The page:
This is a story about the Quebec that I remember as a child during the FLQ Crisis. There was so much upheaval and tumult. I was worried as were all my friends and neighbours.
This story transported me back into that time in my life. It is classified as a political type of fiction that deserves to become a classic.
Luc Levesque is a celebrated Quebec writer and the anointed Voice of a Generation. In his hometown of Montreal, he is revered as much as his novels about the working-class neighbourhood of St. Henri as for his separatist views. But this is 2001. The dreams of a nation are dying, and Luc is increasingly dissatisfied with his life.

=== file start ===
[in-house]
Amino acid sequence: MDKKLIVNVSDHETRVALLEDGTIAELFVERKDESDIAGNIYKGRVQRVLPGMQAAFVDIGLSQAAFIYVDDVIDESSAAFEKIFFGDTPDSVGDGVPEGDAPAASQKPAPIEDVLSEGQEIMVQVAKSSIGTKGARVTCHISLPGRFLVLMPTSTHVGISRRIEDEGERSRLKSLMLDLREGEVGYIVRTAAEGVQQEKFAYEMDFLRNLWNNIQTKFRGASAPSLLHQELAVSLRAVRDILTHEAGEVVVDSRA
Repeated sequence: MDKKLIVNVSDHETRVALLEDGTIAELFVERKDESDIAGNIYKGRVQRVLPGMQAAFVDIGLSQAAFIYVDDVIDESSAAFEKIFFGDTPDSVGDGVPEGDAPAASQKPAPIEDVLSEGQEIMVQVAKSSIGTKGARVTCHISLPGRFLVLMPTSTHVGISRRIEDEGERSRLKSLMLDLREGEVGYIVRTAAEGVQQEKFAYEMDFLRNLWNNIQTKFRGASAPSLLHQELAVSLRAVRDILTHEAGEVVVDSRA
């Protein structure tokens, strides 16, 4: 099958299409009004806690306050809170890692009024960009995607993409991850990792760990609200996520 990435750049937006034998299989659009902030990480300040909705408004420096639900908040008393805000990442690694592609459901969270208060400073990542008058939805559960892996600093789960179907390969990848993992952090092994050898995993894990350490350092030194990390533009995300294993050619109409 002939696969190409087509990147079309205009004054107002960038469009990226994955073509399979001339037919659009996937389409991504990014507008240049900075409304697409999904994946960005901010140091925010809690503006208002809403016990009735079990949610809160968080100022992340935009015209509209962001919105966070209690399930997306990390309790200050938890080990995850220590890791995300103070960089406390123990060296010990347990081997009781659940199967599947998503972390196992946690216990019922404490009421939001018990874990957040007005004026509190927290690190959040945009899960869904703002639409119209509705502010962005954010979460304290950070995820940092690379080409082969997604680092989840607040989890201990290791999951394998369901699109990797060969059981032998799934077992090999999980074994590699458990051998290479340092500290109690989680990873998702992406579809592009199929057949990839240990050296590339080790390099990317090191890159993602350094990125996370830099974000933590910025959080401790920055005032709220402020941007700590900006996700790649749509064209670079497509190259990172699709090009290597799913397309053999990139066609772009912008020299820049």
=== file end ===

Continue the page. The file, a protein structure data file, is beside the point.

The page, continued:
Hannah is Luc’s wife. She is also the daughter of a man who served as a special prosecutor during the October Crisis. For years, Hannah has worked faithfully as Luc’s English translator. She has also spent her adult life distancing herself from her English-speaking family. But at what cost?
Hugo is their troubled fourteen-year-old son. Living in the shadow o a larger than life father, Hugo is struggling with his own identity. In confusion and anger, he commits a reckless act that puts everyone around him on a collision course with the past.
Weaving together three unique voices, My October is a masterful tale of a modern family torn apart by the power of language and the weight of history. Spare and insightful, the author’s new novel explores the sometimes shocking consequences of words left unsaid.
Rating: 5 Stars
Reviewed by: Irene S. Roth